WGBH to Develop Captioning for Handheld Media
Editor: It’s really important that the hearing loss community try to stay out in front of technology changes, so we’re not always trying to play “catch up” when it comes to ensuring that new technology is accessible. It looks like the folks at WGBH will be working to stay out in front on the issue of captioning handheld media.
WGBH has received a $600,000 grant from the Department of Education’s National Institute on Disability and Rehabilitation Research (http://www.ed.gov), to support its groundbreaking efforts to make handheld media accessible for people who are deaf or hard of hearing, President Henry Becton Jr. announced today.
Titled “Captioning Solutions for Handheld Media and Mobile Devices” (award number H133G070122), the grant provides WGBH’s Carl and Ruth Shapiro Family National Center for Accessible Media (NCAM) with $600,000 over three years to research and develop technical solutions for delivering captioned content to iPods, cell phones, PDAs and other mobile devices.
“From TV programs to school science experiments to corporate training presentations, more and more video content is being delivered through handheld media,” said Larry Goldberg, Director of Media Access for WGBH. “Yet the 28 million Americans who are deaf and hard of hearing can’t fully benefit from this content because it lacks captions.”
Currently, Goldberg said, none of the existing technologies for producing and distributing content via mobile devices possesses the technical requirements needed to transmit captions. In addition, the few video-enabled handheld devices that have the technical capability to receive captioned content don’t offer any controls that would enable deaf or hard of hearing users to access those captions.
Through the grant, WGBH will research ways of embedding captioning solutions within handheld devices and develop prototypes that will serve as proof-of- concept models for the mobile technology industry and public policymakers. WGBH also will explore and develop strategies for captioning media that is streamed directly to mobile devices via wireless networks, multi-channel DTV distribution or downloaded to desktop computers and then transferred to mobile devices.
Technology partners that will provide development platforms for WGBH’s research include AOL(r), Hewlett-Packard Company, the Open Media Network and Samsung Electronics Co. Ltd. Content partners MacNeil/Lehrer Productions (producer of The NewsHour with Jim Lehrer) and Hewlett-Packard, meanwhile, will join WGBH in providing a range of video content to be viewed on project prototypes during user testing by people who are deaf or hard of hearing.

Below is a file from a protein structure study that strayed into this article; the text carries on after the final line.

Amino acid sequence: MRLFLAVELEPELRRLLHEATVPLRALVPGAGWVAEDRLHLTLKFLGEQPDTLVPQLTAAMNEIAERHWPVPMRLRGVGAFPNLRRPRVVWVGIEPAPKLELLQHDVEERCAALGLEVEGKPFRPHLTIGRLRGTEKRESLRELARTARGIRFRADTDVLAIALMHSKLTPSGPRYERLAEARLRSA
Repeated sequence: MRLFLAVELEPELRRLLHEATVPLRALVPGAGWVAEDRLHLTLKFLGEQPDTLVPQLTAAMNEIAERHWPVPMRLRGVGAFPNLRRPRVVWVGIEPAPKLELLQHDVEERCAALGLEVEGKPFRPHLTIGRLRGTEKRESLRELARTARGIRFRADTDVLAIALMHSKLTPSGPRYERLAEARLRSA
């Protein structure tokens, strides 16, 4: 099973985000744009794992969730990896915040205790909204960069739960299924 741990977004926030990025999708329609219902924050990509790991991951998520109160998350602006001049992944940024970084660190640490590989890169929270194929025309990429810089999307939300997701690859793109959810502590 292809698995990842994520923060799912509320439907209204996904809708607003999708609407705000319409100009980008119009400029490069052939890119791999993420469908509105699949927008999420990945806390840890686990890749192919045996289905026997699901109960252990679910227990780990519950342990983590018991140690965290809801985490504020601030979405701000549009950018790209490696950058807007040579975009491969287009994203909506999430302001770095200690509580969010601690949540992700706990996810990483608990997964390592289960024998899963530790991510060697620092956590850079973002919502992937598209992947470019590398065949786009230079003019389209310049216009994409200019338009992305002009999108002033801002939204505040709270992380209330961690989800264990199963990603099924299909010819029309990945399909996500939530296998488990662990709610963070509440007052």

WGBH made history in the 1970s when it invented captioning for deaf and hard-of- hearing TV viewers. It later pioneered Descriptive Video Service(r) (DVS(r))-which provides blind and visually impaired viewers with an audio narration of a program’s visual elements-before developing MoPix(r), its patented system that provides captions and descriptive video for feature films. More than 300 theaters in the U.S. and Canada now offer the MoPix technology, enabling patrons with disabilities to enjoy first-run feature films at the same time as their sighted and/or hearing family and friends.
This year, WGBH marked the 35th anniversary of the first-ever captioned television broadcast: an episode of WGBH’s beloved cooking series, The French Chef with Julia Child.
“As content continues to migrate from TV to the Web and now to mobile devices,” Goldberg said, “it’s gratifying for WGBH to receive funding that will support our continuing efforts to make all media accessible to people with disabilities.”
WGBH Boston is America’s preeminent public broadcaster, producing such celebrated national PBS series as Masterpiece Theatre, Antiques Roadshow, Frontline, Nova, American Experience and more than a dozen other award-winning primetime, lifestyle and children’s series. WGBH is the leading producer of online content for pbs.org-one of the most-visited dot-org sites on the Internet-a major producer for public radio and a pioneer in developing educational multimedia and new technologies that make media accessible for people with disabilities. For its efforts, WGBH has been recognized with hundreds of honors, including Oscars, Emmys, Peabodys and duPont-Columbia Journalism Awards. Visit WGBH on the Web at www.wgbh.org.